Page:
Compounding the science issues is the complicated economic business of implementing a global carbon tax, a problem that’s been worrying Nordhaus for more than 40 years. The last words of his six-page 1976 paper asked a question: “How can we reasonably hope to negotiate an international controls strategy among the several nations with widely divergent interests?”

Nordhaus proposes a ‘climate club’ tariff on all goods from non-compliant nations

No problem. Today, the Nobel winner has a plan. No more unenforceable protocols and agreements. In his 2013 book, The Climate Casino: Risk, Uncertainty, and Economics in a Warming World, Nordhaus tracks the failure of the 1992 Kyoto Protocol and the 2009 Copenhagen accord. “The Kyoto model is a dead end,” said Nordhaus. As is, one assumes, the current Paris climate agreement.

As an alternative, outlined in his book and in a subsequent paper and slide presentation, Nordhaus has been promoting the idea of using international groups of like-minded nations, called “climate clubs,” to force global adoption of carbon taxes using tariffs to punish bad actors.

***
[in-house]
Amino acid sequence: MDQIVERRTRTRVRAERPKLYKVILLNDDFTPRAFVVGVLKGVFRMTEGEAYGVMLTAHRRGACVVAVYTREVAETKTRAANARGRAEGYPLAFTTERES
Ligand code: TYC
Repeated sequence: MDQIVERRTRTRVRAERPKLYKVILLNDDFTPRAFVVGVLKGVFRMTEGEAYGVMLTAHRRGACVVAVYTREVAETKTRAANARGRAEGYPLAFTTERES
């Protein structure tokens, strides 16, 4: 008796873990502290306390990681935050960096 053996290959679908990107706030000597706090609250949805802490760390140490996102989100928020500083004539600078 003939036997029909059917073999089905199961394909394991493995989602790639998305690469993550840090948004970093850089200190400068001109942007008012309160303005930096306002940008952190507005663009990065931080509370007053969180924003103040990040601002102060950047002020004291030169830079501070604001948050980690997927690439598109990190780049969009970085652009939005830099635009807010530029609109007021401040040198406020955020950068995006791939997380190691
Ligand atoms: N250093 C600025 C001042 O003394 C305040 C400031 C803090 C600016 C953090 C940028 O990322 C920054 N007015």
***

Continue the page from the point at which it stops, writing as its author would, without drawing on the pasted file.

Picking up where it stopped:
Nordhaus proposes that major sympathetic nations get together to form global cabals or “coalitions” of carbon-taxing climate-club nations that would use trade sanctions and tariffs to punish non-members of the club who didn’t co-operate with climate targets. The “bottom line,” says Nordhaus in a 2014 paper, is that we need “clubs with penalties and sanctions on non-participants” to enforce international climate agreements.

Trade barriers

Without the use of tariffs and other trade barriers, no group of nations would be able to enforce a global carbon regime. Other nations — China, Brazil, India, Canada (singled out by Nordhaus as a bad actor) — would become “free riders” in avoiding the social cost created by their production of carbon.